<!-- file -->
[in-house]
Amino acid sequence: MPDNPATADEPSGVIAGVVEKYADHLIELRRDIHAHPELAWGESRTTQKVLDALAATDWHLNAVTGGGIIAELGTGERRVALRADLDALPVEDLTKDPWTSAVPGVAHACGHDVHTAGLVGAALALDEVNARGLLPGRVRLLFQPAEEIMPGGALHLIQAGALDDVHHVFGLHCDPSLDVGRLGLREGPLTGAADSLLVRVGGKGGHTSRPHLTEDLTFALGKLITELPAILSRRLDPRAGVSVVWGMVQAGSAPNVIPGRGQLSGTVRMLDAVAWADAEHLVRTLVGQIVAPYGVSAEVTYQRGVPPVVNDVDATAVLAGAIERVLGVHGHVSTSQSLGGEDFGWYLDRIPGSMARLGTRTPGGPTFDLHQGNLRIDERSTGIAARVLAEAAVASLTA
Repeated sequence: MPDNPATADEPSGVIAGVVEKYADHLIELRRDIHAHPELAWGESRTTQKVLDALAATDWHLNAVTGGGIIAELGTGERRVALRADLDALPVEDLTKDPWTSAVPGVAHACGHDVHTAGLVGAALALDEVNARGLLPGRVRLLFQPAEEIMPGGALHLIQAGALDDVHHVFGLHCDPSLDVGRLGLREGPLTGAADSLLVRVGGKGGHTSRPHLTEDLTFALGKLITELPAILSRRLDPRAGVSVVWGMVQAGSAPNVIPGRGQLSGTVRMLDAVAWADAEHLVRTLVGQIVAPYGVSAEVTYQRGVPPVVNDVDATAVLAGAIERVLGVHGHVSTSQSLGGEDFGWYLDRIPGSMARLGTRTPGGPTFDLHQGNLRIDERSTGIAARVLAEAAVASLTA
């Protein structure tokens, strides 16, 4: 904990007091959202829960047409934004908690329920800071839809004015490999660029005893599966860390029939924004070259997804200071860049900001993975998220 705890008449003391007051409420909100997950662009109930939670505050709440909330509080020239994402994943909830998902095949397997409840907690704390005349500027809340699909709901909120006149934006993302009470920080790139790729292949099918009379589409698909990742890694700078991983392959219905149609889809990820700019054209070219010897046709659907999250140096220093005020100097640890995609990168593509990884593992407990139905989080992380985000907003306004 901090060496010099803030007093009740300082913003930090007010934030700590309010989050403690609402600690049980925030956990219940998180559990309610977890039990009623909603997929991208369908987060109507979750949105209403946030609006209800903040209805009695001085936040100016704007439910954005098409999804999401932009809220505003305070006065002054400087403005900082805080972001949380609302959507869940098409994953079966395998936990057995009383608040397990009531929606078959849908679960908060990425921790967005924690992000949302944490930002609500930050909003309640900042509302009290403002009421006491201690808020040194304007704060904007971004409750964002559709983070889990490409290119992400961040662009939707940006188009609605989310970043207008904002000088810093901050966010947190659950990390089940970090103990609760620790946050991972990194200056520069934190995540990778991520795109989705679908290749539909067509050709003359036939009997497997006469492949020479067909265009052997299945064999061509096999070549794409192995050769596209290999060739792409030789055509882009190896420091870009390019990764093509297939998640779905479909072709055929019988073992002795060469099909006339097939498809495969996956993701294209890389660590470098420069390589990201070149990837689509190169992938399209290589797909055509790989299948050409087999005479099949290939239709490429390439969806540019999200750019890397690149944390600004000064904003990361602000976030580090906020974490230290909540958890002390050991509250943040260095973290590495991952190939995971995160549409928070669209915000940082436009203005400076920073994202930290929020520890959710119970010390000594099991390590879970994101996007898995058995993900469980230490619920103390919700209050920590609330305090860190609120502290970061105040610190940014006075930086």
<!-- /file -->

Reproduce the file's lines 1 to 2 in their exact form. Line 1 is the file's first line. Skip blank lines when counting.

[in-house]
Amino acid sequence: MPDNPATADEPSGVIAGVVEKYADHLIELRRDIHAHPELAWGESRTTQKVLDALAATDWHLNAVTGGGIIAELGTGERRVALRADLDALPVEDLTKDPWTSAVPGVAHACGHDVHTAGLVGAALALDEVNARGLLPGRVRLLFQPAEEIMPGGALHLIQAGALDDVHHVFGLHCDPSLDVGRLGLREGPLTGAADSLLVRVGGKGGHTSRPHLTEDLTFALGKLITELPAILSRRLDPRAGVSVVWGMVQAGSAPNVIPGRGQLSGTVRMLDAVAWADAEHLVRTLVGQIVAPYGVSAEVTYQRGVPPVVNDVDATAVLAGAIERVLGVHGHVSTSQSLGGEDFGWYLDRIPGSMARLGTRTPGGPTFDLHQGNLRIDERSTGIAARVLAEAAVASLTA